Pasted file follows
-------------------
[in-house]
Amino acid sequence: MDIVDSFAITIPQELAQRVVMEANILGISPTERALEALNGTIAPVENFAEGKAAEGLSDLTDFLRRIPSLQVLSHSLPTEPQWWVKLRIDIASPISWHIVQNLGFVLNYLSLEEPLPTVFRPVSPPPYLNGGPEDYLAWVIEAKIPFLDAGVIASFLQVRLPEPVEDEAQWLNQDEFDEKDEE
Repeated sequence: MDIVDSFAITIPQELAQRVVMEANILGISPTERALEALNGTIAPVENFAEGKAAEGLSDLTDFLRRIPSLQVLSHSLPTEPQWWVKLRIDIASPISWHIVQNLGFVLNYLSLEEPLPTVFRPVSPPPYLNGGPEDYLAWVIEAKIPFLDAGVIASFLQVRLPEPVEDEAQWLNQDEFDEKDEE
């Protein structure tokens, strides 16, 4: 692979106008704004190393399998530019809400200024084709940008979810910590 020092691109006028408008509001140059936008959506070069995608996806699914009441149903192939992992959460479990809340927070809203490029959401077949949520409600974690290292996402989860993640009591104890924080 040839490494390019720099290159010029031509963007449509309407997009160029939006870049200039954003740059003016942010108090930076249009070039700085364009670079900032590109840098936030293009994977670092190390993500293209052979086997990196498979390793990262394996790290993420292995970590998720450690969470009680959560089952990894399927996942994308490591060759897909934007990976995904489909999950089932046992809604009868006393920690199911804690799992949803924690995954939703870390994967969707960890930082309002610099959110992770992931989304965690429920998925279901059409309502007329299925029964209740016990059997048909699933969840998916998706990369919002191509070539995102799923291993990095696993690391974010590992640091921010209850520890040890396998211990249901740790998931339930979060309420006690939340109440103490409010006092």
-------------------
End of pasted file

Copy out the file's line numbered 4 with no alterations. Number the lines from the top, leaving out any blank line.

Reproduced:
């Protein structure tokens, strides 16, 4: 692979106008704004190393399998530019809400200024084709940008979810910590 020092691109006028408008509001140059936008959506070069995608996806699914009441149903192939992992959460479990809340927070809203490029959401077949949520409600974690290292996402989860993640009591104890924080 040839490494390019720099290159010029031509963007449509309407997009160029939006870049200039954003740059003016942010108090930076249009070039700085364009670079900032590109840098936030293009994977670092190390993500293209052979086997990196498979390793990262394996790290993420292995970590998720450690969470009680959560089952990894399927996942994308490591060759897909934007990976995904489909999950089932046992809604009868006393920690199911804690799992949803924690995954939703870390994967969707960890930082309002610099959110992770992931989304965690429920998925279901059409309502007329299925029964209740016990059997048909699933969840998916998706990369919002191509070539995102799923291993990095696993690391974010590992640091921010209850520890040890396998211990249901740790998931339930979060309420006690939340109440103490409010006092």